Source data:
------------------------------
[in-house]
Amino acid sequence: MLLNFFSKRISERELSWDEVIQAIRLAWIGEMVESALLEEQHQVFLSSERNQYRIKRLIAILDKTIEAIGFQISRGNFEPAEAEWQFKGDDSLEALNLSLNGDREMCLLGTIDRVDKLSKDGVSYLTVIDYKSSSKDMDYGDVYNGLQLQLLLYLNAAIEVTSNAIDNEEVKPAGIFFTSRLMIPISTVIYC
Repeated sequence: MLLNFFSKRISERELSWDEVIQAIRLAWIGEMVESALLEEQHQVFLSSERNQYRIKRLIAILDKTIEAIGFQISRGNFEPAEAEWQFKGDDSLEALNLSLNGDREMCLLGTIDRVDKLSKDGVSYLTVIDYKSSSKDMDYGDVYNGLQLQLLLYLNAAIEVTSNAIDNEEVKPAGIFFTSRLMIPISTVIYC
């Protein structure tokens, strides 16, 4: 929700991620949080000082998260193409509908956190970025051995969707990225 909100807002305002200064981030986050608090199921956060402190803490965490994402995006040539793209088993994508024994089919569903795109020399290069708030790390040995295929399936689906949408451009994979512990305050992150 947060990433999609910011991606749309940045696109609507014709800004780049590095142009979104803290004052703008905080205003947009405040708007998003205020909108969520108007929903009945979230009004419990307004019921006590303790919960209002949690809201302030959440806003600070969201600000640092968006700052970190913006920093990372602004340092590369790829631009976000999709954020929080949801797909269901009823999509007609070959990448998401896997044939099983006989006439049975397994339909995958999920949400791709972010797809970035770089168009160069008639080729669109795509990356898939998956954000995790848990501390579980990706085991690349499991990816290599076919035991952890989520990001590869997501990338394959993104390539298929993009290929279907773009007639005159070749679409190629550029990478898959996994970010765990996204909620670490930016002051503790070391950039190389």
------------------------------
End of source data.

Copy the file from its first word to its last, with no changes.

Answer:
[in-house]
Amino acid sequence: MLLNFFSKRISERELSWDEVIQAIRLAWIGEMVESALLEEQHQVFLSSERNQYRIKRLIAILDKTIEAIGFQISRGNFEPAEAEWQFKGDDSLEALNLSLNGDREMCLLGTIDRVDKLSKDGVSYLTVIDYKSSSKDMDYGDVYNGLQLQLLLYLNAAIEVTSNAIDNEEVKPAGIFFTSRLMIPISTVIYC
Repeated sequence: MLLNFFSKRISERELSWDEVIQAIRLAWIGEMVESALLEEQHQVFLSSERNQYRIKRLIAILDKTIEAIGFQISRGNFEPAEAEWQFKGDDSLEALNLSLNGDREMCLLGTIDRVDKLSKDGVSYLTVIDYKSSSKDMDYGDVYNGLQLQLLLYLNAAIEVTSNAIDNEEVKPAGIFFTSRLMIPISTVIYC
């Protein structure tokens, strides 16, 4: 929700991620949080000082998260193409509908956190970025051995969707990225 909100807002305002200064981030986050608090199921956060402190803490965490994402995006040539793209088993994508024994089919569903795109020399290069708030790390040995295929399936689906949408451009994979512990305050992150 947060990433999609910011991606749309940045696109609507014709800004780049590095142009979104803290004052703008905080205003947009405040708007998003205020909108969520108007929903009945979230009004419990307004019921006590303790919960209002949690809201302030959440806003600070969201600000640092968006700052970190913006920093990372602004340092590369790829631009976000999709954020929080949801797909269901009823999509007609070959990448998401896997044939099983006989006439049975397994339909995958999920949400791709972010797809970035770089168009160069008639080729669109795509990356898939998956954000995790848990501390579980990706085991690349499991990816290599076919035991952890989520990001590869997501990338394959993104390539298929993009290929279907773009007639005159070749679409190629550029990478898959996994970010765990996204909620670490930016002051503790070391950039190389």